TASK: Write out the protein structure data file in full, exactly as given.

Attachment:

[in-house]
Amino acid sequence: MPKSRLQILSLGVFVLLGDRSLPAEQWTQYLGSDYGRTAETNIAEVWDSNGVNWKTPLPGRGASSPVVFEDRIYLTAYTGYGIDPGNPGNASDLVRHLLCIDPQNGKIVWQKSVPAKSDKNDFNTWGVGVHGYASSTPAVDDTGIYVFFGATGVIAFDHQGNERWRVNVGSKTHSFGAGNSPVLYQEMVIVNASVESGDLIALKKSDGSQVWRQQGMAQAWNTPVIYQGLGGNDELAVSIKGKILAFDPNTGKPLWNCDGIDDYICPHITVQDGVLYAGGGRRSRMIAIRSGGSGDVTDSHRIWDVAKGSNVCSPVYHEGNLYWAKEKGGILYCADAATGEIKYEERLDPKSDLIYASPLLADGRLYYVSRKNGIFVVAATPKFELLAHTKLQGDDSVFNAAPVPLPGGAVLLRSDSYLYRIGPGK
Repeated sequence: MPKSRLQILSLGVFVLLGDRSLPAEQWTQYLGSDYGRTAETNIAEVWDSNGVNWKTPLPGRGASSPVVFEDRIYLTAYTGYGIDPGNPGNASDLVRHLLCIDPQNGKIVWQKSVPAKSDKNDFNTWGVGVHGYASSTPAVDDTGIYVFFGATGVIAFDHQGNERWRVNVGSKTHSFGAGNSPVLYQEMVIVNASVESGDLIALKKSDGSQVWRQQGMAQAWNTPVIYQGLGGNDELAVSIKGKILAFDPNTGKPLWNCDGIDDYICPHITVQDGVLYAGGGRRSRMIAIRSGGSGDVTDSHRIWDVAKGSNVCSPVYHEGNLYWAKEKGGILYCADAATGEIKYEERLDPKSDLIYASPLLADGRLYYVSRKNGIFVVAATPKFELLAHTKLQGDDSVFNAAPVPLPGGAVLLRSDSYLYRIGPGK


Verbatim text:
[in-house]
Amino acid sequence: MPKSRLQILSLGVFVLLGDRSLPAEQWTQYLGSDYGRTAETNIAEVWDSNGVNWKTPLPGRGASSPVVFEDRIYLTAYTGYGIDPGNPGNASDLVRHLLCIDPQNGKIVWQKSVPAKSDKNDFNTWGVGVHGYASSTPAVDDTGIYVFFGATGVIAFDHQGNERWRVNVGSKTHSFGAGNSPVLYQEMVIVNASVESGDLIALKKSDGSQVWRQQGMAQAWNTPVIYQGLGGNDELAVSIKGKILAFDPNTGKPLWNCDGIDDYICPHITVQDGVLYAGGGRRSRMIAIRSGGSGDVTDSHRIWDVAKGSNVCSPVYHEGNLYWAKEKGGILYCADAATGEIKYEERLDPKSDLIYASPLLADGRLYYVSRKNGIFVVAATPKFELLAHTKLQGDDSVFNAAPVPLPGGAVLLRSDSYLYRIGPGK
Repeated sequence: MPKSRLQILSLGVFVLLGDRSLPAEQWTQYLGSDYGRTAETNIAEVWDSNGVNWKTPLPGRGASSPVVFEDRIYLTAYTGYGIDPGNPGNASDLVRHLLCIDPQNGKIVWQKSVPAKSDKNDFNTWGVGVHGYASSTPAVDDTGIYVFFGATGVIAFDHQGNERWRVNVGSKTHSFGAGNSPVLYQEMVIVNASVESGDLIALKKSDGSQVWRQQGMAQAWNTPVIYQGLGGNDELAVSIKGKILAFDPNTGKPLWNCDGIDDYICPHITVQDGVLYAGGGRRSRMIAIRSGGSGDVTDSHRIWDVAKGSNVCSPVYHEGNLYWAKEKGGILYCADAATGEIKYEERLDPKSDLIYASPLLADGRLYYVSRKNGIFVVAATPKFELLAHTKLQGDDSVFNAAPVPLPGGAVLLRSDSYLYRIGPGK